The 2019 Knicks Asset Rankings
The night before Monday's Toilet Bowl for the ages in Cleveland, Lance Thomas reportedly called a team dinner to lift the spirits of a Knicks team that had just tied the franchise record for consecutive losses. The dinner was not about what must be done to get a win, but rather to bond and improve team chemistry. "We might be losing games, but we’re NOT losing our spirit," Thomas told Rebecca Haarlow.
That ethos is the embodiment of a top-tier tanking squad. No one involved in this year's Knicks team — players or fans — is here for the results, instead we're here for the journey, and following that clutch loss in Cleveland to go a game up on Phoenix in the win column and 2 on the Cavs for the league's worst record, I sure as hell ain't losing my spirit.
This season is about next season, all that's left to do this year is grow the value of the team's current assets. Depending on how free agency shakes out there might not even be a single asset left on this team come the start of next season: everyone's off the books except for Mitchell Robinson, Kevin Knox, Frank Ntilikina, and Dennis Smith Jr. (There are also team options and non-guaranteed contracts for Allonzo Trier and Damyean Dotson respectively, who are also likely gone if the Knicks are as intent on opening two max slots as they say they are.) All four of those guys are pieces that will be the subject of Anthony Davis trade talks come July, and along with this year's first-round pick serve as enough ammo to have a serious shot at the Brow. Either way, I must say it's quite liberating to look at the team's cap sheet and see nothing but young talent under contract past this season. Yet as we saw with the KP trade, no player is safe — every young piece is only that, the blurry image of something until the Knicks are a contender. As the year winds down one loss at a time it's worth taking stock of what exactly the Knicks are developing as trade chips going into what promises to be a pivotal summer.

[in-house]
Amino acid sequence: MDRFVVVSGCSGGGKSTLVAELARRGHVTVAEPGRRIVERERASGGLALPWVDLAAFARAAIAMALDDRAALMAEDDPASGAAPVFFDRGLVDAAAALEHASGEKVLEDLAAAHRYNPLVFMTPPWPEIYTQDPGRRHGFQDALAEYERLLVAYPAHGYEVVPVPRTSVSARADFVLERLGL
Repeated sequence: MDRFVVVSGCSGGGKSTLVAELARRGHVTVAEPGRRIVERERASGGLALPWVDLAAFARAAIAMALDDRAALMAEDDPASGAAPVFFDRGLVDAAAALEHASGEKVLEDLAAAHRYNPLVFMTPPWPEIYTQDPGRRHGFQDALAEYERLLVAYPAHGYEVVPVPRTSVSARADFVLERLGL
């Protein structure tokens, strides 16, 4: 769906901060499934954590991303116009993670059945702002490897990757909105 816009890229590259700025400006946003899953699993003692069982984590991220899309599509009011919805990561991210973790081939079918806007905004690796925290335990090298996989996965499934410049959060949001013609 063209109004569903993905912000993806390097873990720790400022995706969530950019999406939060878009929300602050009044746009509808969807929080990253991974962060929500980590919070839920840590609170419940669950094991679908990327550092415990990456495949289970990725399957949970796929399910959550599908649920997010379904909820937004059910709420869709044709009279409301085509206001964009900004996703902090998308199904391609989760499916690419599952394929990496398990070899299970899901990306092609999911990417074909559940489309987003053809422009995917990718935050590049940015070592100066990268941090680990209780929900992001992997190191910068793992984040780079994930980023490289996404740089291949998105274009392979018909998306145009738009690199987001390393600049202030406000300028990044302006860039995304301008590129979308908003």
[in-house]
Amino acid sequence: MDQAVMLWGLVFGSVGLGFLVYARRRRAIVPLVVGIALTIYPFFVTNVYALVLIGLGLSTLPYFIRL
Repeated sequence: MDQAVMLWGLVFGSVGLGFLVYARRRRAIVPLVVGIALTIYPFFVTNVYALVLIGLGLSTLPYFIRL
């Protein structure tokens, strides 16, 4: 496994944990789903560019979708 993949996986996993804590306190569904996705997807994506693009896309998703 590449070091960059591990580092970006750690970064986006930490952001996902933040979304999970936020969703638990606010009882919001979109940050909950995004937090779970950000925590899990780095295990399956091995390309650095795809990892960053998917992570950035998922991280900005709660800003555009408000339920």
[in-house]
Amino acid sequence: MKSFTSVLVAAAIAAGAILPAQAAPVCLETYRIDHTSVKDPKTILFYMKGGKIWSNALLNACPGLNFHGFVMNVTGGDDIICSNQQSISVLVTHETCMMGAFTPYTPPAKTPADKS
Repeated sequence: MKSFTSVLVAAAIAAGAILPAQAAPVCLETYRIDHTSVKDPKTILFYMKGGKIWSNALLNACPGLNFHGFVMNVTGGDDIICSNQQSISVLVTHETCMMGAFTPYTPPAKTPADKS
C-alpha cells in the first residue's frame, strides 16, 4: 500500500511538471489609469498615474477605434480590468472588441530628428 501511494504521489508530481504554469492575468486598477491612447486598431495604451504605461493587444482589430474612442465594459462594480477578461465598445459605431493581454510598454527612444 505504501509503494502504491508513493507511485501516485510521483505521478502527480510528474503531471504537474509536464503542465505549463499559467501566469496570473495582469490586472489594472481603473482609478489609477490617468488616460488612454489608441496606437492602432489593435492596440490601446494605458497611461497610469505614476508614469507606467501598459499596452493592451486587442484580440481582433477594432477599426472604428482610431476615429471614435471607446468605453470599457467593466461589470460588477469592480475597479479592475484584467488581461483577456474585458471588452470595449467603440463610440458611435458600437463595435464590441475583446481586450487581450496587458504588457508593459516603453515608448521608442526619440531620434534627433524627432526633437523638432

Tier 1: The Cream of the Crop
It's safe to say that the Knicks maximized their return with the 36th pick, selecting a 7-footer with elite shot blocking instincts and cementing themselves as the winners of the Melo trade. (The "We want Kanter" chants were giving washed Playoff OKC Melo a run for his money, but neither compares to even a single Mitch block or lob.) In a Post-KP world Robinson is the new main attraction, and undoubtedly the main reason I tune in every night. Just one Robinson block on a James Harden step-back jumper is enough to tolerate a whole game of Allonzo Trier isos and DSJ bricks. Just about every player in the league knows this shot from Harden is coming, but how many can actually stop it?